A Study Of “On The Character of Men And the Virtuous Life”: Part XXXII.

A Study Of “On The Character of Men And the Virtuous Life”: Part XXXII. September 19, 2011

Introduction and Part II

“A true man is one who understands that the body is corruptible and short-lived, whereas the soul is divine and immortal and, while being God’s breath, is joined to the body to be tested and deified. Now he who understood what the soul is regulates his life in a way that is just and conforms to God; not submitting to the body, but seeing God with his intellect, he contemplates noetically the eternal blessings granted to the soul by God.”[1]

God, being good, “gave man power over good and evil.”[2] He provides spiritual wisdom as a gift to all, so that those who accept it can contemplate all things and through such contemplation, “come to know Him who created all things for man’s sake.” [3] Nonetheless, it is a choice; “the impious are free to choose not to know. They are free to disbelieve, to make mistakes and to conceive ideas which are contrary to the truth.”[4] This is what God has granted humanity over good and evil. [5]

God has made it that the soul is “filled with intellect as the body grows, so that man may choose from good and evil what conforms to God.”[6] When the soul chooses evil, it loses its intellect.[7] Thus, “all bodies have souls, but not every soul has intellect.”[8] One who is pious and disciplined, filled with the virtues such as mercy, will have an intellect which enjoys the love of God.[9]  Through the intellect one can be drawn toward God.[10]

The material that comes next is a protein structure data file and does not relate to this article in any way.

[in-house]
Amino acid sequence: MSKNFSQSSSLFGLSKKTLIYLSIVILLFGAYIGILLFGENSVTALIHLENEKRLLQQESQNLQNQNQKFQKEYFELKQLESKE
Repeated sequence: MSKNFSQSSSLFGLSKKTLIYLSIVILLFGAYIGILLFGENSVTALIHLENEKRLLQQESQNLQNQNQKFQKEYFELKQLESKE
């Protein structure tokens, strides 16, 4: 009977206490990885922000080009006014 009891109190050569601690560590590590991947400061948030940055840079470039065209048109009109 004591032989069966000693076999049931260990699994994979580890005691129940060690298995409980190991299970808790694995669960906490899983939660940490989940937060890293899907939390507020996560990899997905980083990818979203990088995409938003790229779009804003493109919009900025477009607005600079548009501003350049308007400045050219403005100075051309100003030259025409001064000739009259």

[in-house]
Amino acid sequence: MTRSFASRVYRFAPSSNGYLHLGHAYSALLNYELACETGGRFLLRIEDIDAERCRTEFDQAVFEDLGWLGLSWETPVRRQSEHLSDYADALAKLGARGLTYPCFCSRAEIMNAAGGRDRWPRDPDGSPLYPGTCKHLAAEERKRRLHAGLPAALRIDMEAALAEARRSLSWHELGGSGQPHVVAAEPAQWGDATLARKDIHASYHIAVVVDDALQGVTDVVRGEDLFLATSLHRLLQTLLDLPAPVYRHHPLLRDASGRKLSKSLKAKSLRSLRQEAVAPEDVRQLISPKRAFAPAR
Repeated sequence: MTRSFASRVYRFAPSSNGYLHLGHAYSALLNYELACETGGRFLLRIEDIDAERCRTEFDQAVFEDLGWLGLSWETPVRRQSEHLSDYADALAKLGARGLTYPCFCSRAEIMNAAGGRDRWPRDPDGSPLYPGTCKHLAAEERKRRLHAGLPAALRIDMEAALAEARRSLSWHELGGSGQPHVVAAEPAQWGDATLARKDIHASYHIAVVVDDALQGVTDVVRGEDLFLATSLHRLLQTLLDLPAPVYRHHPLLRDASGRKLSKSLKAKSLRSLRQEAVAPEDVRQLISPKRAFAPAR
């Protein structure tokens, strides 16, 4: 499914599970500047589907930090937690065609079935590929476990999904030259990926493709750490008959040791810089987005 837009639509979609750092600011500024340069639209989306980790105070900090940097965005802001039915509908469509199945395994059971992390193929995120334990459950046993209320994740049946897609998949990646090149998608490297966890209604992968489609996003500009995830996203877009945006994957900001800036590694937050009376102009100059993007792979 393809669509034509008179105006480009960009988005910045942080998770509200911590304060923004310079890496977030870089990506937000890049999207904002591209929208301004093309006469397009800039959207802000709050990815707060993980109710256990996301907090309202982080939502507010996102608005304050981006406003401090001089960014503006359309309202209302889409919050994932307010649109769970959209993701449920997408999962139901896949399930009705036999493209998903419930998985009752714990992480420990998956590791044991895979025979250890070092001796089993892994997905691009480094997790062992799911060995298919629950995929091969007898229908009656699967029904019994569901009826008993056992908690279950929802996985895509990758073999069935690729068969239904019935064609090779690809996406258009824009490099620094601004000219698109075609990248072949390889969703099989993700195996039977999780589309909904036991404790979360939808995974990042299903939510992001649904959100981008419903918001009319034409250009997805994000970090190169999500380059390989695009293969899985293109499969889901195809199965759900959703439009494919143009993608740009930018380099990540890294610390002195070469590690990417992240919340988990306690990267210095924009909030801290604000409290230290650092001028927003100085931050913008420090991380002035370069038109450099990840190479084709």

“One thing alone is not possible for man: to be deathless. But it is possible for him to attain union with God, provided that he realizes that he can do so. For if he seeks God with his intellect, with faith and love through a life of holiness, man can enter into communion with God.”[11]

As has been said many times in our text already, we live in the world knowing that we will die.  There is no way we can avoid it. We must prepare for it. We must seek out God and find a way to be united with him so that God can take us into his immortality and make what is impossible for us possible. But to do so, we must find God, and we do this through the use of our intellect. We have been made with an intellect, a powerful spiritual tool: